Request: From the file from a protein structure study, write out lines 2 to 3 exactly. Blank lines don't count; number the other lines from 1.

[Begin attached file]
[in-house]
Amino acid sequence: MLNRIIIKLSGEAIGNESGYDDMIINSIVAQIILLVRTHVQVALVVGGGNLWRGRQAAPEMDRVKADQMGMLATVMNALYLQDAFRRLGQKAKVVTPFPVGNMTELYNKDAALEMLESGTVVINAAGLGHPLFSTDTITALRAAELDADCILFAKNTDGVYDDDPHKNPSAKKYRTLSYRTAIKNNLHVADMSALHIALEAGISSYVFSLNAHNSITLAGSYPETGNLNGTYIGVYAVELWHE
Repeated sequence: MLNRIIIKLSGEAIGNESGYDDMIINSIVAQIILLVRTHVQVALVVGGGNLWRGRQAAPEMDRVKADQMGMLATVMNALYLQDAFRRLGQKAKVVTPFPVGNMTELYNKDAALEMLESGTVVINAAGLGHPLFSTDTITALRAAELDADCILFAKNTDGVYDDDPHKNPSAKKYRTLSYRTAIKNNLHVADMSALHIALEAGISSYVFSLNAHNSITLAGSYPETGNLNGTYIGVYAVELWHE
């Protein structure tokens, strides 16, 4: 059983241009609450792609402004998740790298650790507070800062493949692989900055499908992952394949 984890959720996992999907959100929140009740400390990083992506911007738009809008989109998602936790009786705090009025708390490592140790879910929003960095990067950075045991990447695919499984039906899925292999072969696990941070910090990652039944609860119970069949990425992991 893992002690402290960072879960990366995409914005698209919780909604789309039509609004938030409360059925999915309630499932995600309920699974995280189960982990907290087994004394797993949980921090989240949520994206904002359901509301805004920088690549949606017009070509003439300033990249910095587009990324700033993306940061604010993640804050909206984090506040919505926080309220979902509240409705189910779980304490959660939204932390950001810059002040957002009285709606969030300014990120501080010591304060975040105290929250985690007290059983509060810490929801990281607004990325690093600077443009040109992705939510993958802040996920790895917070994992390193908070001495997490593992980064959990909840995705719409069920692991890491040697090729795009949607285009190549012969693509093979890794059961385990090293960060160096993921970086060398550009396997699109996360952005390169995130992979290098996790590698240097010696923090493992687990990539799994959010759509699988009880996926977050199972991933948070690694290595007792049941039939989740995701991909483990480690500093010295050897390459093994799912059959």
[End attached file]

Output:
Amino acid sequence: MLNRIIIKLSGEAIGNESGYDDMIINSIVAQIILLVRTHVQVALVVGGGNLWRGRQAAPEMDRVKADQMGMLATVMNALYLQDAFRRLGQKAKVVTPFPVGNMTELYNKDAALEMLESGTVVINAAGLGHPLFSTDTITALRAAELDADCILFAKNTDGVYDDDPHKNPSAKKYRTLSYRTAIKNNLHVADMSALHIALEAGISSYVFSLNAHNSITLAGSYPETGNLNGTYIGVYAVELWHE
Repeated sequence: MLNRIIIKLSGEAIGNESGYDDMIINSIVAQIILLVRTHVQVALVVGGGNLWRGRQAAPEMDRVKADQMGMLATVMNALYLQDAFRRLGQKAKVVTPFPVGNMTELYNKDAALEMLESGTVVINAAGLGHPLFSTDTITALRAAELDADCILFAKNTDGVYDDDPHKNPSAKKYRTLSYRTAIKNNLHVADMSALHIALEAGISSYVFSLNAHNSITLAGSYPETGNLNGTYIGVYAVELWHE